13 December 2007

Pig skin soup with beans - sounds horrible - doesn't it ?

hardworkinghippy opening a jar of pig skins for making Soupe aux couennes et aux haricots
Pig skin potted in 2005, originally uploaded by hardworkinghippy.

In French, it's "Soupe aux couennes et aux haricots" or even just "Soupe d'haricots couennes" and if you mention that to anyone who appreciates and knows a bit about good food, their eyes will light up - because it's an old classic French country soup, very rare these days, really delicious, easy to make and very quick if you cheat and use tinned beans. As I do, sometimes.

Pig skins are often thrown away or given to the dogs - there's so much to do the day after you kill the pig. However, we know that you eat everything except the "oink" so I decided I'd learn as much as I can about how each part of the pig is used. Our neighbours showed us how to strip the fat off the skin to use as the flavour base for lots of different dishes. When they explained what to do I was a bit dubious, but I've since learned to listen to what they're saying - it's amazing what you learn.

hardworkinghippy Soupe aux couennes et aux haricots 1I made a batch of couennes two years ago - I found this jar at the back of the cellar when I was looking for jars to wash to get ready for my next outbreak of sterilising and it's always a good idea to use up stored food within a few years, so I thought I'd explain what this is and what we do with it. (...makes a change from knitting.)

Preparing the skin well and tying the slices in string before sterilising the jars makes the pieces much easier to manage when you're cutting them up, so it's worth the extra effort to wrap them before you pack them into the jars.

hardworkinghippy Soupe aux couennes et aux haricots 2The pork gives a lovely rich flavour which peps up vegetables, potatoes or any dried pulses you have in the store cupboard, so it's very useful to have jars of these ready to make into something you know will be good.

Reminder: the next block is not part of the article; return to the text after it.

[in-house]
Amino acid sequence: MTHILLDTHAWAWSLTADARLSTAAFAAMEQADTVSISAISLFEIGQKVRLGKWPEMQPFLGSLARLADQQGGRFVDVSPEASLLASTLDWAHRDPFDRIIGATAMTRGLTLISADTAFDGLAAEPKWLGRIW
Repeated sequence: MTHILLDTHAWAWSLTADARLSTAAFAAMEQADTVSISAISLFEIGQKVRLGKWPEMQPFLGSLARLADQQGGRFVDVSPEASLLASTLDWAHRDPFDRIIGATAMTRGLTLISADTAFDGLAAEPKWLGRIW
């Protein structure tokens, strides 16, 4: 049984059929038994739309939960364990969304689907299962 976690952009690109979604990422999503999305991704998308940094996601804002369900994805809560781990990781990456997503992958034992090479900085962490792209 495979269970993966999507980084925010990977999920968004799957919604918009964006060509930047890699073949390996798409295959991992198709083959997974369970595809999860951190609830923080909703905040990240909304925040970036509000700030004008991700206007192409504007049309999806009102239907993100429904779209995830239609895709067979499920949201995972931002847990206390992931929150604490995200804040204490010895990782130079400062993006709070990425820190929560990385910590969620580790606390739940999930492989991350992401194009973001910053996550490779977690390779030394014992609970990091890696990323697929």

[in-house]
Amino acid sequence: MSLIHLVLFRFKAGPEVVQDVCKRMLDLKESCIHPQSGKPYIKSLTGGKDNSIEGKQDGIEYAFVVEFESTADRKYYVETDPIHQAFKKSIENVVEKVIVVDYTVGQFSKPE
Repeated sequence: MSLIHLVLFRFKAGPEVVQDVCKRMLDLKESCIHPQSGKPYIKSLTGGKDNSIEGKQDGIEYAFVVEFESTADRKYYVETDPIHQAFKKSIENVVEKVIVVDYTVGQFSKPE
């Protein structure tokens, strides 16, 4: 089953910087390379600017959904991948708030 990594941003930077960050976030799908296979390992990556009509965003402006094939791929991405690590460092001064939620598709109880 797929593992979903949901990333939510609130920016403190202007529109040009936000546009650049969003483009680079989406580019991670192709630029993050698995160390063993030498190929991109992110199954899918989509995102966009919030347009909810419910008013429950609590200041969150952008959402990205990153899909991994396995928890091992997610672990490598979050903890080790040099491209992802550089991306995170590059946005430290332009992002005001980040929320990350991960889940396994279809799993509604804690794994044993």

This tiny jar has enough to make a soupe de couenne for about six people - with extra helpings.

Cut the string off and cut up the skin.

hardworkinghippy making pig skin soupBoil a half a cup of water in a large pan then put the skin in and boil hard to until it starts to burn and sizzle and stick to the pan. Keep stirring and burn the skin - adding a little water from time to time then clean the bottom of the pan with your spatula, repeating this until the mixture smells very good. That's the very individual smell of crackling that burning the skin gives to the soup.

hardworkinghippy Soupe aux couennes et aux haricots 3Add more water and boil again and if you prefer, let the soup cool and skim off some of the fat. Add the pre-cooked or tinned beans and boil, then simmer gently for about twenty minutes then add garlic. Serve with slices of hard bread and put salt and pepper on the table - they help bring out the taste of the pork.
Serve something light after the soup because it's filling and really warming on a cold winter's night.


Mousie/Paisible said...

makes me feel hungry...nice soup for cold days...and I love pork couenne...when it's roasted too very crispy...so nice...

La Ferme de Sourrou said...

Hi Mousie !!!

It's one of the great tastes I've discovered since coming to France!

I hope you're enjoying the Yule season and that you and yours are well and happy.

Kisses from me and Fabrice xxxx

Stew said...

I made pork scratchings the other day. very nice too.
I'm tinkering with a blogroll of french bloggers. It's small, but growing. You'll see it on my sidebar under the french flag. You'll probably recognise some of the blogs too!
Let me know if you'd like to be included.

or mail stewart.paterson@wanadoo."efferre"

La Ferme de Sourrou said...

Hi Stew,

Of course I don't mind if you include La Ferme de Sourrou on your blogroll - go ahead.


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